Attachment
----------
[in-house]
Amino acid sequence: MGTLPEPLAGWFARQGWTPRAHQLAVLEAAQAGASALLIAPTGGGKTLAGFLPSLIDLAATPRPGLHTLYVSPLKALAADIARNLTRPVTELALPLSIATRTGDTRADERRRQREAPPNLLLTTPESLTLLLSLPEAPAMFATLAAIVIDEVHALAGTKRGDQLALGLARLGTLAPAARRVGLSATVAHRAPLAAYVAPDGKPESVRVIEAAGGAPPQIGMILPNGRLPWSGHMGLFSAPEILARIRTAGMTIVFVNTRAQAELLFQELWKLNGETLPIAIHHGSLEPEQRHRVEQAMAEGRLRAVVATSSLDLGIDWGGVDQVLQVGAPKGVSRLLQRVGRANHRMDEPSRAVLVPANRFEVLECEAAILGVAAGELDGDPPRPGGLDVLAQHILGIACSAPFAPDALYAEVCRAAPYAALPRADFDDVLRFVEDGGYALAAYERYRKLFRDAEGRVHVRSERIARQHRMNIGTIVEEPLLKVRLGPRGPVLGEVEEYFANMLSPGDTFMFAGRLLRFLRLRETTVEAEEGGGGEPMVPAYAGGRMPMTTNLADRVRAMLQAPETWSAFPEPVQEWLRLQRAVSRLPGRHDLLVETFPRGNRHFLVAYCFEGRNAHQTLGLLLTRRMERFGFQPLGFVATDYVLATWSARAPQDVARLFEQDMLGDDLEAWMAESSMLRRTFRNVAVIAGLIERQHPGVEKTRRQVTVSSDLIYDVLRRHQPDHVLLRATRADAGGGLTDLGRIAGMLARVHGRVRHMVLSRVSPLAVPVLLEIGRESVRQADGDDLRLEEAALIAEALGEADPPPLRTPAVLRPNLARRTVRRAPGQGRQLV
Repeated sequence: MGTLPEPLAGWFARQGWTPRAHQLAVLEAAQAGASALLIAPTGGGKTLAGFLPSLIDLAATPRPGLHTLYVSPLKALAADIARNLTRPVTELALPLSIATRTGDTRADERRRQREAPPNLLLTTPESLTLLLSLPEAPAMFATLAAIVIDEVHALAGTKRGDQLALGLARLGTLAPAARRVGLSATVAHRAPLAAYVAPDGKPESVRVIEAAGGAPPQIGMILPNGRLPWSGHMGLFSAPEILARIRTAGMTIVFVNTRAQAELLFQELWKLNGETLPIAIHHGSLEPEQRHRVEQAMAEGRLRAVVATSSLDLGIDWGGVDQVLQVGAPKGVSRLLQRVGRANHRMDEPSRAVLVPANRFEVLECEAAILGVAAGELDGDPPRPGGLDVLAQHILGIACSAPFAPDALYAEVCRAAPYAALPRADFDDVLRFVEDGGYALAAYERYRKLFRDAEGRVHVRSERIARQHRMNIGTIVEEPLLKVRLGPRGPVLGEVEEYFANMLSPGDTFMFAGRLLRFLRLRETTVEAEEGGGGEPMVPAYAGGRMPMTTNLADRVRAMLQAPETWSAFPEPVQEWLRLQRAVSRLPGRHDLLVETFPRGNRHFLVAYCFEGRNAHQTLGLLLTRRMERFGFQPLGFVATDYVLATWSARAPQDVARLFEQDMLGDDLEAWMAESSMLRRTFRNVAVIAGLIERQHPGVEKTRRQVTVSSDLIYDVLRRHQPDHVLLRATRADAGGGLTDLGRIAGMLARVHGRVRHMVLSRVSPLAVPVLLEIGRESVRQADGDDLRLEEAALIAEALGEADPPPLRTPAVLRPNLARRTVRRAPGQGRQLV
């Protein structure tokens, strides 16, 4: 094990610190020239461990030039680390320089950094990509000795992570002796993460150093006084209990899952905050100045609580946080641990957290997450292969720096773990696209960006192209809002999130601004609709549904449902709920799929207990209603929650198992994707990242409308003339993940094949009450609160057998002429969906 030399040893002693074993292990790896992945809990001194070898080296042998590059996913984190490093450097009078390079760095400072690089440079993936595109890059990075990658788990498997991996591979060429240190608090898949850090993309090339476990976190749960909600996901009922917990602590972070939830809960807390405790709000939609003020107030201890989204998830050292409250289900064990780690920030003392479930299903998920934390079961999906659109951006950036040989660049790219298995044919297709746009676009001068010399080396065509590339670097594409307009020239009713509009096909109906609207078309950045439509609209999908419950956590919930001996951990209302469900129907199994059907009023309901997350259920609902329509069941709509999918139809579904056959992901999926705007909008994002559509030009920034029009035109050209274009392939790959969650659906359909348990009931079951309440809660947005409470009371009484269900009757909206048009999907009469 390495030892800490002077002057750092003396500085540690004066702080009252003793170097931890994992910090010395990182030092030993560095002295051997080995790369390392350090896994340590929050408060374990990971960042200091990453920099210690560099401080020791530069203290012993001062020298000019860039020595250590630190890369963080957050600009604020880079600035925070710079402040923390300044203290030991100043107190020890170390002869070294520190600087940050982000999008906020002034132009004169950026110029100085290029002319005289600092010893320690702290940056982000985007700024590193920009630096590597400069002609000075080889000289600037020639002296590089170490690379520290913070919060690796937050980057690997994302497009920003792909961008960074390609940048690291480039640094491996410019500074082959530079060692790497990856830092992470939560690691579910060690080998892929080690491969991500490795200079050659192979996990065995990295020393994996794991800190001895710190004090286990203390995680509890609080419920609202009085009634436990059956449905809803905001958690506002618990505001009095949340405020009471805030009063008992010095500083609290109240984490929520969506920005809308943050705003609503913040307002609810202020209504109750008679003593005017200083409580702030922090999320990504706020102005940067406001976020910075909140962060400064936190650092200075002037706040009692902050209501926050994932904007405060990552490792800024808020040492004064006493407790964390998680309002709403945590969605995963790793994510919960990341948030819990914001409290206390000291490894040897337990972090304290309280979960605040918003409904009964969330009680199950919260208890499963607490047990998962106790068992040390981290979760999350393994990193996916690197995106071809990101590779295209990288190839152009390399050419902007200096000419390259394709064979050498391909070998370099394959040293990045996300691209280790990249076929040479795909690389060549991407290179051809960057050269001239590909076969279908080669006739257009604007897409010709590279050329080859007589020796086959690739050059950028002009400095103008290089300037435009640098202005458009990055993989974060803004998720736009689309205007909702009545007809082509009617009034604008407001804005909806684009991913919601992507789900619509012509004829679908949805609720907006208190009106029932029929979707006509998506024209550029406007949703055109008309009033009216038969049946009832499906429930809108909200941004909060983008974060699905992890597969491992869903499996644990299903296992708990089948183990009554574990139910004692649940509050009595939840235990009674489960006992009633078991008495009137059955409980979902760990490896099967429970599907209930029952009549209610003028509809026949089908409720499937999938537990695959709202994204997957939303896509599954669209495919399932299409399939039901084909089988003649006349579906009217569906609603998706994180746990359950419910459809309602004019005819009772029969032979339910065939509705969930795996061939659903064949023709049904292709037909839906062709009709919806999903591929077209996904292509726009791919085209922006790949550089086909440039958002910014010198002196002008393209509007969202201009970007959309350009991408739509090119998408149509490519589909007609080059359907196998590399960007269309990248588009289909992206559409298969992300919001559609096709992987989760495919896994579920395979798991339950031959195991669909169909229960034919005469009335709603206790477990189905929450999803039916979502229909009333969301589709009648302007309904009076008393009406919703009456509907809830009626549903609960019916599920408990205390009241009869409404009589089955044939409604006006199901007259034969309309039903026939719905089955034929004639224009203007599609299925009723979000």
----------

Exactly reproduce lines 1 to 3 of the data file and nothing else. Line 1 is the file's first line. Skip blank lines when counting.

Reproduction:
[in-house]
Amino acid sequence: MGTLPEPLAGWFARQGWTPRAHQLAVLEAAQAGASALLIAPTGGGKTLAGFLPSLIDLAATPRPGLHTLYVSPLKALAADIARNLTRPVTELALPLSIATRTGDTRADERRRQREAPPNLLLTTPESLTLLLSLPEAPAMFATLAAIVIDEVHALAGTKRGDQLALGLARLGTLAPAARRVGLSATVAHRAPLAAYVAPDGKPESVRVIEAAGGAPPQIGMILPNGRLPWSGHMGLFSAPEILARIRTAGMTIVFVNTRAQAELLFQELWKLNGETLPIAIHHGSLEPEQRHRVEQAMAEGRLRAVVATSSLDLGIDWGGVDQVLQVGAPKGVSRLLQRVGRANHRMDEPSRAVLVPANRFEVLECEAAILGVAAGELDGDPPRPGGLDVLAQHILGIACSAPFAPDALYAEVCRAAPYAALPRADFDDVLRFVEDGGYALAAYERYRKLFRDAEGRVHVRSERIARQHRMNIGTIVEEPLLKVRLGPRGPVLGEVEEYFANMLSPGDTFMFAGRLLRFLRLRETTVEAEEGGGGEPMVPAYAGGRMPMTTNLADRVRAMLQAPETWSAFPEPVQEWLRLQRAVSRLPGRHDLLVETFPRGNRHFLVAYCFEGRNAHQTLGLLLTRRMERFGFQPLGFVATDYVLATWSARAPQDVARLFEQDMLGDDLEAWMAESSMLRRTFRNVAVIAGLIERQHPGVEKTRRQVTVSSDLIYDVLRRHQPDHVLLRATRADAGGGLTDLGRIAGMLARVHGRVRHMVLSRVSPLAVPVLLEIGRESVRQADGDDLRLEEAALIAEALGEADPPPLRTPAVLRPNLARRTVRRAPGQGRQLV
Repeated sequence: MGTLPEPLAGWFARQGWTPRAHQLAVLEAAQAGASALLIAPTGGGKTLAGFLPSLIDLAATPRPGLHTLYVSPLKALAADIARNLTRPVTELALPLSIATRTGDTRADERRRQREAPPNLLLTTPESLTLLLSLPEAPAMFATLAAIVIDEVHALAGTKRGDQLALGLARLGTLAPAARRVGLSATVAHRAPLAAYVAPDGKPESVRVIEAAGGAPPQIGMILPNGRLPWSGHMGLFSAPEILARIRTAGMTIVFVNTRAQAELLFQELWKLNGETLPIAIHHGSLEPEQRHRVEQAMAEGRLRAVVATSSLDLGIDWGGVDQVLQVGAPKGVSRLLQRVGRANHRMDEPSRAVLVPANRFEVLECEAAILGVAAGELDGDPPRPGGLDVLAQHILGIACSAPFAPDALYAEVCRAAPYAALPRADFDDVLRFVEDGGYALAAYERYRKLFRDAEGRVHVRSERIARQHRMNIGTIVEEPLLKVRLGPRGPVLGEVEEYFANMLSPGDTFMFAGRLLRFLRLRETTVEAEEGGGGEPMVPAYAGGRMPMTTNLADRVRAMLQAPETWSAFPEPVQEWLRLQRAVSRLPGRHDLLVETFPRGNRHFLVAYCFEGRNAHQTLGLLLTRRMERFGFQPLGFVATDYVLATWSARAPQDVARLFEQDMLGDDLEAWMAESSMLRRTFRNVAVIAGLIERQHPGVEKTRRQVTVSSDLIYDVLRRHQPDHVLLRATRADAGGGLTDLGRIAGMLARVHGRVRHMVLSRVSPLAVPVLLEIGRESVRQADGDDLRLEEAALIAEALGEADPPPLRTPAVLRPNLARRTVRRAPGQGRQLV